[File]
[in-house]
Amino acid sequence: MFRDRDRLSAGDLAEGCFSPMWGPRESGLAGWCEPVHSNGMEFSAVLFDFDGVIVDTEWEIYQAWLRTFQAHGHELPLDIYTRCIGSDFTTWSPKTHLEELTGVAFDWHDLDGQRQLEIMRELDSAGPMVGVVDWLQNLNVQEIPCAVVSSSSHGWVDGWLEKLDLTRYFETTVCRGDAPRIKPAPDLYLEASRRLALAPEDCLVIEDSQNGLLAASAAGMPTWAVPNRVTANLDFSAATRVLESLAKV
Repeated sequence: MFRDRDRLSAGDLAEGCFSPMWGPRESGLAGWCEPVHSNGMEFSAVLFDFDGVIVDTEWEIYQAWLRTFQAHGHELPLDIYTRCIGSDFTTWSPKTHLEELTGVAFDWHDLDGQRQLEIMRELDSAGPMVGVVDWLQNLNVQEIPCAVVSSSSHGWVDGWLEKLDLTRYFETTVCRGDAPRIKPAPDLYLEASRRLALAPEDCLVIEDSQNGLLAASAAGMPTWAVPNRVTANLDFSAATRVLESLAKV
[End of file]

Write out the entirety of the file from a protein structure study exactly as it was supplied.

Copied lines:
[in-house]
Amino acid sequence: MFRDRDRLSAGDLAEGCFSPMWGPRESGLAGWCEPVHSNGMEFSAVLFDFDGVIVDTEWEIYQAWLRTFQAHGHELPLDIYTRCIGSDFTTWSPKTHLEELTGVAFDWHDLDGQRQLEIMRELDSAGPMVGVVDWLQNLNVQEIPCAVVSSSSHGWVDGWLEKLDLTRYFETTVCRGDAPRIKPAPDLYLEASRRLALAPEDCLVIEDSQNGLLAASAAGMPTWAVPNRVTANLDFSAATRVLESLAKV
Repeated sequence: MFRDRDRLSAGDLAEGCFSPMWGPRESGLAGWCEPVHSNGMEFSAVLFDFDGVIVDTEWEIYQAWLRTFQAHGHELPLDIYTRCIGSDFTTWSPKTHLEELTGVAFDWHDLDGQRQLEIMRELDSAGPMVGVVDWLQNLNVQEIPCAVVSSSSHGWVDGWLEKLDLTRYFETTVCRGDAPRIKPAPDLYLEASRRLALAPEDCLVIEDSQNGLLAASAAGMPTWAVPNRVTANLDFSAATRVLESLAKV